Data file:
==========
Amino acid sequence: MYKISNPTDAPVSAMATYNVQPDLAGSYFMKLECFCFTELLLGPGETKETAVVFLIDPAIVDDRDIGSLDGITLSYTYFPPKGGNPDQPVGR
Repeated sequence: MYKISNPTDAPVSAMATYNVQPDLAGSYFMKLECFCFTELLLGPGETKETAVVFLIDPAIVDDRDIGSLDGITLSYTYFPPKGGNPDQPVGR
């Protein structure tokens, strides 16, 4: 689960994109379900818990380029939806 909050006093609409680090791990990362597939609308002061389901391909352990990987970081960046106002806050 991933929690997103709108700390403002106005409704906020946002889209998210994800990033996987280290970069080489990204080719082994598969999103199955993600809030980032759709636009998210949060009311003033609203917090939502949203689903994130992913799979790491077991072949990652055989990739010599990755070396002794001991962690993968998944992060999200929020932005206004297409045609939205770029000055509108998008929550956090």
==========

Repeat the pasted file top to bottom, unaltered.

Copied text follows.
Amino acid sequence: MYKISNPTDAPVSAMATYNVQPDLAGSYFMKLECFCFTELLLGPGETKETAVVFLIDPAIVDDRDIGSLDGITLSYTYFPPKGGNPDQPVGR
Repeated sequence: MYKISNPTDAPVSAMATYNVQPDLAGSYFMKLECFCFTELLLGPGETKETAVVFLIDPAIVDDRDIGSLDGITLSYTYFPPKGGNPDQPVGR
């Protein structure tokens, strides 16, 4: 689960994109379900818990380029939806 909050006093609409680090791990990362597939609308002061389901391909352990990987970081960046106002806050 991933929690997103709108700390403002106005409704906020946002889209998210994800990033996987280290970069080489990204080719082994598969999103199955993600809030980032759709636009998210949060009311003033609203917090939502949203689903994130992913799979790491077991072949990652055989990739010599990755070396002794001991962690993968998944992060999200929020932005206004297409045609939205770029000055509108998008929550956090």